Do not take things personally. Most people don’t care about you or your worries. They care about themselves. Relationships, common interests and mutual respect go a long way to getting things done. Do not get bent out of shape on minor slights. Pick up the phone and make it right.

Managers must also communicate between themselves.

Get involved. One lesson I’ve taken from committed advocates, entrepreneurs, clients, clergy, coaches and teachers is that we can make the “system” a little more responsive by making calls, writing letters and showing up. As individuals on our team develop, we actively look for ways in which they can serve the forest industry and help others.  

How do you handle situations where you feel frustrated or angry?

Life offers a slew of situations that you could use to justify anger. If mad, I go walk or do something else to cool off. I avoid expressing anger in the moment, because it rarely accomplishes much, and I usually regret it. Then, I focus on the issue, if there is one. A strong emotional response is often my attributing a motive or story that isn’t there. If my feeling is motivated by a performance issue, I talk with the person, focus on the action, and move on. Anger and frustration are poor advisors.

What advice might you offer a young manager?

Stay positive. A lot of communication is non-verbal. My team knows if I’m distracted or irritated. So does yours. Be self-aware. Understand your impact on the team and office.

You’ll work with people that have different points of views or ways of doing things. However, if you have an issue with an employee or vendor or client, and you hash it out, and they respond and correct the situation, you should forgive and forget. Just make sure getting involved will make a positive difference. If not, let it go.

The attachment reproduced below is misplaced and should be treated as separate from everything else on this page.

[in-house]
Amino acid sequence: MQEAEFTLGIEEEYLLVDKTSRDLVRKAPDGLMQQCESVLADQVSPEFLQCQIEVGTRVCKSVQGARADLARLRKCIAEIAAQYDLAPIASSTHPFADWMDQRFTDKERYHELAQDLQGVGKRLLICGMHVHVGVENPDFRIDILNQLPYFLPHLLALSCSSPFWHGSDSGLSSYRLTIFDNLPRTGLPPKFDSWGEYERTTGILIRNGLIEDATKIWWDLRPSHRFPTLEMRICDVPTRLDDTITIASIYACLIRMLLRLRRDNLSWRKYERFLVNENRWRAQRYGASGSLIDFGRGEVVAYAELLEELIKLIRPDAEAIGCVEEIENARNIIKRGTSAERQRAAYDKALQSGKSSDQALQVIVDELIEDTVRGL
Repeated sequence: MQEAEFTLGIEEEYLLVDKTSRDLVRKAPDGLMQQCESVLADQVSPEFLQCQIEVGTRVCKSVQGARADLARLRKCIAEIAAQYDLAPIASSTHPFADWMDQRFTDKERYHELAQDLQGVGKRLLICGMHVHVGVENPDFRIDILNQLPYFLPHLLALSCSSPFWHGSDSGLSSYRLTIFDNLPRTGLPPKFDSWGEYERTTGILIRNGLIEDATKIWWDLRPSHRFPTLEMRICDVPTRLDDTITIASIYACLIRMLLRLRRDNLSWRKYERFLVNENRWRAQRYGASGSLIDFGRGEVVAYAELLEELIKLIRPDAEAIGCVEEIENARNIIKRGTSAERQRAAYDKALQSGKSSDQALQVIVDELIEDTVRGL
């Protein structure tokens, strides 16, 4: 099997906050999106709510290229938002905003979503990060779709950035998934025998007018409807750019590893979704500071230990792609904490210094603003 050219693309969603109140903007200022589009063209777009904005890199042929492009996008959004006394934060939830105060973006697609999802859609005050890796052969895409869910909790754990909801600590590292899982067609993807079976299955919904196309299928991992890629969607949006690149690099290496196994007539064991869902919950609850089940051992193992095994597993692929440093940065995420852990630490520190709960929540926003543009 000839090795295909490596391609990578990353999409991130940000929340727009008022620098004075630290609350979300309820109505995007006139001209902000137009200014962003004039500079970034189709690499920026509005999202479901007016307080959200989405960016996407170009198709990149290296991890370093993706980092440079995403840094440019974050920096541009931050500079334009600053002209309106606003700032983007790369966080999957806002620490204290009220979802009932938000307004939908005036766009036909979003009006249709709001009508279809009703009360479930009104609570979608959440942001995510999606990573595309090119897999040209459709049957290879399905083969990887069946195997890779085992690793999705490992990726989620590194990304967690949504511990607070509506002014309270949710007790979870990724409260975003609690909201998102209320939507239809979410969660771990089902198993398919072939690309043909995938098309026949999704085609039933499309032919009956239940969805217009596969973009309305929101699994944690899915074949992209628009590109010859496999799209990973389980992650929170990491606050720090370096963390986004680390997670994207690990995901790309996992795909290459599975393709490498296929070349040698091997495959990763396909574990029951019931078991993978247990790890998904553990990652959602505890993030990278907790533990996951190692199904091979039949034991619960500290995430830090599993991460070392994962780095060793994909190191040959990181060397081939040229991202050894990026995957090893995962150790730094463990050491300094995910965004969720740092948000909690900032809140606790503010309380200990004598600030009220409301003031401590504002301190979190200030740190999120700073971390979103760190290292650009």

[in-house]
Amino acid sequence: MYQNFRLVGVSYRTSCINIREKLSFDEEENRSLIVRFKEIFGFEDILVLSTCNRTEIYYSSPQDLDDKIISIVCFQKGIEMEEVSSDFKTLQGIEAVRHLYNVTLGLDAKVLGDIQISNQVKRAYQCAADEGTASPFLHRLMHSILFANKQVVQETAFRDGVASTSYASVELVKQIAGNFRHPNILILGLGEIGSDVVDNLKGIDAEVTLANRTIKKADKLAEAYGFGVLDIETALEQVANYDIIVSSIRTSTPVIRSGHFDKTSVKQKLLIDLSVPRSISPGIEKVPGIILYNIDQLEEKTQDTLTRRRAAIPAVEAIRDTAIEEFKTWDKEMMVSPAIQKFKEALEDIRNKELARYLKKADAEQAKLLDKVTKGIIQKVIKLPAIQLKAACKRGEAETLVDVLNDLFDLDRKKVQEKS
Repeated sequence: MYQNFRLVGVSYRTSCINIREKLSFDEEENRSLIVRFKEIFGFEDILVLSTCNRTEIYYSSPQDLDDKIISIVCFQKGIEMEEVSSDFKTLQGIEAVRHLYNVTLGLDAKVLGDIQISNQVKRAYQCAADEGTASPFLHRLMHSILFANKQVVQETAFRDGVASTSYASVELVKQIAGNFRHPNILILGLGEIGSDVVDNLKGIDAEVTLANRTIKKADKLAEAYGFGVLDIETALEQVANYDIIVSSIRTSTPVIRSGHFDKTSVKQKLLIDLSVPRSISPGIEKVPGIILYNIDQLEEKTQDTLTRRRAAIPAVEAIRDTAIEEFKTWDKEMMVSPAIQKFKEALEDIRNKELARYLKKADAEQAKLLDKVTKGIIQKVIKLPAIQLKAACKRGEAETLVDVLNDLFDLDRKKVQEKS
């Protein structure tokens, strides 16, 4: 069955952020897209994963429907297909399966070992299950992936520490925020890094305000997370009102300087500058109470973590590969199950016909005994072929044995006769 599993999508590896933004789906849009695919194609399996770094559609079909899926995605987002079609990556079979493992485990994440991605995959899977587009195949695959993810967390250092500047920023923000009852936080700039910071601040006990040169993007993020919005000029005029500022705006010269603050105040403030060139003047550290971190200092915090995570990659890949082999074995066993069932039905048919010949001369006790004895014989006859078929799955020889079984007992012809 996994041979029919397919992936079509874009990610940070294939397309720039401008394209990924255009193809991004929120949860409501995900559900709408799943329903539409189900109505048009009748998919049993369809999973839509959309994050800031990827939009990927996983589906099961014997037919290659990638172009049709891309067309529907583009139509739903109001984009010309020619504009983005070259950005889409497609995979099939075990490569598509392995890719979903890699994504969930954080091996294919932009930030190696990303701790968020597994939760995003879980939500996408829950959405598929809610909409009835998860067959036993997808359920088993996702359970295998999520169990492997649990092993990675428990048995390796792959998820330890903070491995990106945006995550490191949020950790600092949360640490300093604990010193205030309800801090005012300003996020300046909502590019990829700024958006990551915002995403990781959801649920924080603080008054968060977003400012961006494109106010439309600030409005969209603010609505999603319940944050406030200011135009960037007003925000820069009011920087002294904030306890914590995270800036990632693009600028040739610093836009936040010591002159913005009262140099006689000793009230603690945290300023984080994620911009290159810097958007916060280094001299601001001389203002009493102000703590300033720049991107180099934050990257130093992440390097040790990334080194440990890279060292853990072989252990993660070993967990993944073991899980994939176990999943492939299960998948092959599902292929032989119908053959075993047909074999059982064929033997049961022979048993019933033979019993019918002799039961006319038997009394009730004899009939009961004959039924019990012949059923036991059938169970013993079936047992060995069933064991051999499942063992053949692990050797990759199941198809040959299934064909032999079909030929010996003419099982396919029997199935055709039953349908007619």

You have more power and influence than you think. If you can do your job better than anyone else, if you have special skills or experiences, if you communicate well and if clients trust you, you have my attention and support. I will get you resources and opportunities. However, the opposite is true, too. If you talk about how much you care but I don’t see it in the deliverables, then you’re hurting the team and losing my trust.

Final thoughts?

Peoples view of you will change over time. So be comfortable in your skin. Your job is not to make everyone happy, but to make decisions. Know the numbers. Know your team and clients. And know yourself. Get the space you need to rest and think. Your “CEO” or “manager” title puts you front and center; everyone notices what you do and say. Understand the power of the position and the opportunity to lead by example.  

[i] We also apply these values when hiring and evaluating candidates.

My thanks to Steve Mendell for his ideas and suggestions on improving an earlier version of this essay.